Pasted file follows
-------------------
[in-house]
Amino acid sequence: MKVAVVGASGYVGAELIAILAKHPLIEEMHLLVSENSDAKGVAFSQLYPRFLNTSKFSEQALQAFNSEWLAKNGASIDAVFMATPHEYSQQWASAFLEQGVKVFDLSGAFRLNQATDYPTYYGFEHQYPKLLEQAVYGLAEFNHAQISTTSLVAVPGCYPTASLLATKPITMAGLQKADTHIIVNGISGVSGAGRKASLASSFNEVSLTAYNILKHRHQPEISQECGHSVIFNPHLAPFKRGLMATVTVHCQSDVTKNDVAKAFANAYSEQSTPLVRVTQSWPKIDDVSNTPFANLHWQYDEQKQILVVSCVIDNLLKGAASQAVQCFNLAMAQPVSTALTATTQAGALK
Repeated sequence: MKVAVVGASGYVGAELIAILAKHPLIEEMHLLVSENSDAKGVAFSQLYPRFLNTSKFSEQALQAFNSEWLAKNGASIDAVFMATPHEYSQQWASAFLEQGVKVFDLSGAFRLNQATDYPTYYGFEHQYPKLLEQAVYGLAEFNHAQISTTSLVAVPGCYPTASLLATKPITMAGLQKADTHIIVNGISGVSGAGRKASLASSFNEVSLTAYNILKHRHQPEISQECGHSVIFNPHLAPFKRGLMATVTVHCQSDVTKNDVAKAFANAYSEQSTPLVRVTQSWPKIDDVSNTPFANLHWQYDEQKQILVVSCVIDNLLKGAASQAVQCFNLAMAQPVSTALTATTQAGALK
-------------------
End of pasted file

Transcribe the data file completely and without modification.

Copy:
[in-house]
Amino acid sequence: MKVAVVGASGYVGAELIAILAKHPLIEEMHLLVSENSDAKGVAFSQLYPRFLNTSKFSEQALQAFNSEWLAKNGASIDAVFMATPHEYSQQWASAFLEQGVKVFDLSGAFRLNQATDYPTYYGFEHQYPKLLEQAVYGLAEFNHAQISTTSLVAVPGCYPTASLLATKPITMAGLQKADTHIIVNGISGVSGAGRKASLASSFNEVSLTAYNILKHRHQPEISQECGHSVIFNPHLAPFKRGLMATVTVHCQSDVTKNDVAKAFANAYSEQSTPLVRVTQSWPKIDDVSNTPFANLHWQYDEQKQILVVSCVIDNLLKGAASQAVQCFNLAMAQPVSTALTATTQAGALK
Repeated sequence: MKVAVVGASGYVGAELIAILAKHPLIEEMHLLVSENSDAKGVAFSQLYPRFLNTSKFSEQALQAFNSEWLAKNGASIDAVFMATPHEYSQQWASAFLEQGVKVFDLSGAFRLNQATDYPTYYGFEHQYPKLLEQAVYGLAEFNHAQISTTSLVAVPGCYPTASLLATKPITMAGLQKADTHIIVNGISGVSGAGRKASLASSFNEVSLTAYNILKHRHQPEISQECGHSVIFNPHLAPFKRGLMATVTVHCQSDVTKNDVAKAFANAYSEQSTPLVRVTQSWPKIDDVSNTPFANLHWQYDEQKQILVVSCVIDNLLKGAASQAVQCFNLAMAQPVSTALTATTQAGALK